Over the past few seasons Chabbey has made a name for herself as a tenacious and aggressive rider. True to form, with 15 km to go Chabbey attacked the break, taking Deignan with her. The pair stayed away to the line with Deignan looking likely to edge the Canyon-SRAM rider out in a fast finish. However it was Chabbey’s impressive tactics in forcing Deignan to open her sprint early that meant the former world champion all but led Chabbey out and the Swiss rider came around her to take the win on home soil.
We didn’t see as much of the Giro Donne as we were promised or would have liked, but the final stage brought some memorable images.
After losing out to Emma Norsgaard on stage 6, Coryn Labecki (neé Rivera) seemed determined to take her chance on the final stage of the 10-day race. The American sprinter got herself into a break with race leader Van der Breggen, Chabbey, Deignan, and Longo Borghini, and the five riders arrived at the final kilometre with a 40-second advantage. Deignan led out the sprint but Labecki was too fast, carrying more speed to the line and taking the stage.
In her post-race interview, Labecki dedicated the win to her father, who had recently passed away from COVID-19, and to her fiance. “[My dad] was watching me from above, and that was for my dad,” Rivera said at the finish. “It’s my fiancé’s birthday and I’m not home so that was for my two guys.
“I feel really strong and I have a lot of motivation, I had an angel on my shoulder today.”
Who could forget the day that an unassuming Austrian mathematician out-foxed everyone to take the gold medal. While it’s true that failed tactics from the Dutch team (and others) contributed to her win, Anna Kiesenhofer well and truly earned her gold medal in Tokyo.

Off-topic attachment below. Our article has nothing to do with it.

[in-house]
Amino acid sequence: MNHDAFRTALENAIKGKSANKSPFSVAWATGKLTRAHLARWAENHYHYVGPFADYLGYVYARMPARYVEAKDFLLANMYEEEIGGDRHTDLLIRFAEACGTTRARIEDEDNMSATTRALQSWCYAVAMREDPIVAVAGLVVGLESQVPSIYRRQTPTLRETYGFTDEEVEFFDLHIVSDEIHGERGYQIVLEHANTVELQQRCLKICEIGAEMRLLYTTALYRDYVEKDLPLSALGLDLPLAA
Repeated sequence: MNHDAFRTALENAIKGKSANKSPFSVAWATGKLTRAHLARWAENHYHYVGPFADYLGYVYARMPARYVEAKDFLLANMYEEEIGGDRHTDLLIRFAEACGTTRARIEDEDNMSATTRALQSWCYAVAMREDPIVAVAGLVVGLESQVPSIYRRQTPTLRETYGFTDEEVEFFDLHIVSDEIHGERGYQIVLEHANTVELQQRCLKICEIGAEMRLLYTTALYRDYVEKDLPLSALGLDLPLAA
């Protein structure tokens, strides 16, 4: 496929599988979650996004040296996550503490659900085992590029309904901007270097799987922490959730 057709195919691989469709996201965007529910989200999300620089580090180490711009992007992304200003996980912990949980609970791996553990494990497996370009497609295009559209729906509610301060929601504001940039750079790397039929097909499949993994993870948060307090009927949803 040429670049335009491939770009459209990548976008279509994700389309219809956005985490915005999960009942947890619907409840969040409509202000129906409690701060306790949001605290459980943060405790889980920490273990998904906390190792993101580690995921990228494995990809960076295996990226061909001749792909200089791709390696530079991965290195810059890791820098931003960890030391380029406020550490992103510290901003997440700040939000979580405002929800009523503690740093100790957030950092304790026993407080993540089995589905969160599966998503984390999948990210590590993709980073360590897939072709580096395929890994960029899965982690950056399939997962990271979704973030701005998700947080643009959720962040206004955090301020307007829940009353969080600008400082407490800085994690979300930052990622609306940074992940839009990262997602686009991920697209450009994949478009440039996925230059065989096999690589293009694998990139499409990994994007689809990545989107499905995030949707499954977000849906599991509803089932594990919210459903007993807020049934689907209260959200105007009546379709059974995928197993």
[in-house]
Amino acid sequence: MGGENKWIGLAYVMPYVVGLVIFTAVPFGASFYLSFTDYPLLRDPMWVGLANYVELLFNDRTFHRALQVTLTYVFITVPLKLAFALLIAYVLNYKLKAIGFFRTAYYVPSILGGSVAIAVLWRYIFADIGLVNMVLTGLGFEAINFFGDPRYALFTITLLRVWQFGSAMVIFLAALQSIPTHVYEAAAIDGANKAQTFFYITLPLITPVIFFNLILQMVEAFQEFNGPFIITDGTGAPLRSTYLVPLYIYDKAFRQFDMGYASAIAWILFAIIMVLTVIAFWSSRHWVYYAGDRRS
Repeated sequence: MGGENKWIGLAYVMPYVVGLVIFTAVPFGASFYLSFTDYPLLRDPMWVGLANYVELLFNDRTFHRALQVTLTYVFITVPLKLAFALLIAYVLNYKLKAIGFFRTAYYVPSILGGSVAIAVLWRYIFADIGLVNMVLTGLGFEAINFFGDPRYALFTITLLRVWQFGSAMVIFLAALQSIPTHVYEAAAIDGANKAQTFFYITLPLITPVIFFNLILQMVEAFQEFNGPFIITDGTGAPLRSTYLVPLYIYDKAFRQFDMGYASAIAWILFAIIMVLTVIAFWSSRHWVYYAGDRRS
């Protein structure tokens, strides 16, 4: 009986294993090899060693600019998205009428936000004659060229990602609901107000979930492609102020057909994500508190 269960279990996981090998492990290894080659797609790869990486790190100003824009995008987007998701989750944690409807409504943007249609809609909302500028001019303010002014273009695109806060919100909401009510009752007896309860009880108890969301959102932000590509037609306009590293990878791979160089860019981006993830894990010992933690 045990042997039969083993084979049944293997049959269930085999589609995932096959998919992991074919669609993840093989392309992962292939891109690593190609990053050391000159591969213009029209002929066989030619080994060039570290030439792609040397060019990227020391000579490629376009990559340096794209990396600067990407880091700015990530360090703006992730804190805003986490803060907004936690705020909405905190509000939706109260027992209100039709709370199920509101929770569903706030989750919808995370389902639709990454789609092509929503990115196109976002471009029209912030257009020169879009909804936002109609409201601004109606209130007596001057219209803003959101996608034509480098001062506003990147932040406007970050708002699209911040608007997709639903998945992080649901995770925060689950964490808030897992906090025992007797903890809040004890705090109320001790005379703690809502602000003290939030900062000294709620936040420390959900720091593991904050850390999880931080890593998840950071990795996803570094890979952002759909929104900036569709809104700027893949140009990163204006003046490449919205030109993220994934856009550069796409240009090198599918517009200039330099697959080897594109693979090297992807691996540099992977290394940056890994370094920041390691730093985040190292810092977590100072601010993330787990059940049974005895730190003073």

An ‘amateur’ rider through technicality alone, Kiesenhofer has a pedigree in the sport that includes a win on Mont Ventoux and some impressive ITT performances. Having spent just a fraction of a season on a pro team in 2017 the Austrian realised that riding in the pro peloton was not for her and stepped away from road racing to focus mainly on riding against the clock.
It was her aversion to being in the bunch that spurred the 30-year-old into instigating the break – which went away from the gun – taking Anna Plichta, Omer Shapira, Carla Oberholzer, and Vera Looser with her. Having spent the months and years leading up to the race carefully studying data including temperature acclimation, Kiesenhofer knew exactly what she was in for and rode a composed race. As her breakaway companions tired, she attacked and rode away, time trialling her way to the line and eventually claiming gold by a margin of 1:15.
It was a win that put women’s cycling on the world stage at a global event and reclaimed the essence of the Olympic Games. Characteristically, Kiesenhofer maintains her lack of interest in going pro and her advice to young riders is “don’t trust authority.”
As our Unsung Heroes series demonstrates, we love to highlight those who spend much of the season working for others, and it’s always satisfying to see them take individual success.